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Sugar Bowl: Know Your Opponent Pt. 4 - The Baylor Special Teams

Special Teams units often go overlooked. Though Georgia's unit seems to get a lot of attention. So, How do Baylor's kicking game and return game stack up?

Heading into the bowl season, a lot is happening for the programs involved. Head Coaches and coaching staffs are having to deal with recruiting, game-planning and logistics of bowl preparations and bowl events. 

Players are dealing with finals, individual awards, decisions about their future and trying to stay focused on the game ahead. With all of this going on, it is easy for the media, fans, and others to overlook a critical part of the game. Special Teams.

The old adage is that special teams are one-third of the game. Truthfully it comes out to about 20 percent of all football plays in a game that are being handled by the special teams units. When two top ten programs such as Baylor and Georgia meet, it can be expected that a close game will be likely and the special teams units can make a big difference when there is a small margin for error.

John Mayers and Isaac Power have, respectively, handled the placekicking and the punting duties for Baylor all season. Both Mayers and Powers are Redshirt Freshmen and at times their inexperience has shown. 

Jake Camarda holds for Rodrigo Blankenship against Texas A&M. 

Jake Camarda holds for Rodrigo Blankenship against Texas A&M. 

Baylor has attempted fewer field goals than Georgia on the year but has punted more, with less distance. So, according to ESPN, Baylor's special teams efficiency ranks 98th in the country. This is in comparison to Georgia's special teams efficiency ranking of 46th in the nation. Efficiency is based on how much a unit contributes to its scoring margin on a per-play basis.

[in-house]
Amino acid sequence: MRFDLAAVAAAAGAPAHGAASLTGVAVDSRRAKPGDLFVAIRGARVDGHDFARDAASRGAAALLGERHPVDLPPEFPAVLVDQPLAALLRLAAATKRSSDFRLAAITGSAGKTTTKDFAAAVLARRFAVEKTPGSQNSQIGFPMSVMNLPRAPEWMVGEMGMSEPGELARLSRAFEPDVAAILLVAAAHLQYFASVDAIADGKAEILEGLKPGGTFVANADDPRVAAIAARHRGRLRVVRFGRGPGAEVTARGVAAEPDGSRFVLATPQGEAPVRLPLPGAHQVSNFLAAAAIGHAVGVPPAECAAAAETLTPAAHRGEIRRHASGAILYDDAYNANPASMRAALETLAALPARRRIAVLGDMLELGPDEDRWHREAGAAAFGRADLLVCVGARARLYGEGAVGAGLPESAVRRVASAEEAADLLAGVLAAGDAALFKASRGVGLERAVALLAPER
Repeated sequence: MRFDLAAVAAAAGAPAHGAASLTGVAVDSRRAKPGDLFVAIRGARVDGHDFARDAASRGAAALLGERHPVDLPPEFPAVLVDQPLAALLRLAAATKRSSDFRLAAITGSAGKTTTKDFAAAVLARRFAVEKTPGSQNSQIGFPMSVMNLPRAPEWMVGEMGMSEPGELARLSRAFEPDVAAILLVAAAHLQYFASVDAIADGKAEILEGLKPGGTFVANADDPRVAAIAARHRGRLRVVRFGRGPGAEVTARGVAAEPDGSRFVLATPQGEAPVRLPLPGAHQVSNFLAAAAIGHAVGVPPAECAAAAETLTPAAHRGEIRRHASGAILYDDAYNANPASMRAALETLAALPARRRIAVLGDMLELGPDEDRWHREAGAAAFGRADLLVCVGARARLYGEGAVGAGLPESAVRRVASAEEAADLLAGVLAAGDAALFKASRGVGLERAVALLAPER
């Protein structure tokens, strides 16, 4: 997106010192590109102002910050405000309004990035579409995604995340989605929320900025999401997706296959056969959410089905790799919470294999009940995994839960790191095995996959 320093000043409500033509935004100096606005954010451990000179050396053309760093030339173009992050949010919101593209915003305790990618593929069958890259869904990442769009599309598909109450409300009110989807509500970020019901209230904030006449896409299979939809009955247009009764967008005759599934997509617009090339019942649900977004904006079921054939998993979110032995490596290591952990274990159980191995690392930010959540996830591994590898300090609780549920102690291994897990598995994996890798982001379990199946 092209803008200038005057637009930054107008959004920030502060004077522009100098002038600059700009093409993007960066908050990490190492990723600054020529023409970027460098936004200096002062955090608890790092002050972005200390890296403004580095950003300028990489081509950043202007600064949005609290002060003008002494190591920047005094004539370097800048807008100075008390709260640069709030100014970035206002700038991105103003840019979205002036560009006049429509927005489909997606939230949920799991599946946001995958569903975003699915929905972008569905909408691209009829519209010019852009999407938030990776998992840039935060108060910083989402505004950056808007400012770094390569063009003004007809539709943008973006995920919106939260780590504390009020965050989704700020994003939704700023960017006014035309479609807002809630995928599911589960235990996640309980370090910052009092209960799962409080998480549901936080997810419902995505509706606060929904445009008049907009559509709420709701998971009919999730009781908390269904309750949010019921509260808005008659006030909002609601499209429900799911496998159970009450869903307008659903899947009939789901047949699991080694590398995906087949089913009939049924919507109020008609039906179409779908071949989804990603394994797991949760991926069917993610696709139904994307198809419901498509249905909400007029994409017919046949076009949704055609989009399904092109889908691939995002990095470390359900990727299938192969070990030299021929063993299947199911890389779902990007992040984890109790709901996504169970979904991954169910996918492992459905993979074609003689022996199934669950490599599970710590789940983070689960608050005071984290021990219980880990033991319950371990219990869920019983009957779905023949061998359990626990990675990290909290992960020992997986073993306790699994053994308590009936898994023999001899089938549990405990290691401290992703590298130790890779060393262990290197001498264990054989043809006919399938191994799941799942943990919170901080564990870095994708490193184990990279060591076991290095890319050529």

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John Mayers has made 16 of his 19 field goal attempts on the year (84.2%) with all three of his misses coming in the 30 to 39-yard range. Isaac Powers has not shown the ability to flip the field like Jake Camarda, only averaging 39.34 yards per punt. 

Sometimes Powers does a high, relatively short, directional kick that produces a lot of fair catches. At other times, the Baylor punting unit will employ a more rugby-style kick that is hard for opponents to handle, much less return, and often results in a good Baylor roll.

CB, Grayland Arnold is an impact returner. 

CB, Grayland Arnold is an impact returner. 

Speaking of the returns. Baylor's kickoff and punt return units are the one area of special teams as a whole that I would give the Bears the advantage in. We've talked about the playmaking of Grayland Arnold on defense for Baylor. He leads the team with 6 interceptions, but he's also a dangerous punt returner with a 73-yard touchdown to his credit and an average of 12.3 yards per return. 

Josh Fleeks, JaMycal Hasy, and John Lovett make up a quality trio of kick returners, but unless something unforeseen happens, Rodrigo Blankenship likely will kick the ball out of the end zone on kickoffs. Especially considering that the game will be played inside the Super Dome here in New Orleans. 

Georgia must cover punts well to prevent Grayland Arnold from making a game-changing play. Also, undoubtedly, Scott Fountain and the rest of the coaches will cover the dangers of the rugby-style punt with the punt return team and with Tyler Simmons, or whoever may return punts for the Bulldogs in the Sugar Bowl

Ultimately, when it comes to special teams, Georgia has to feel good about this area of the matchup versus the Bears.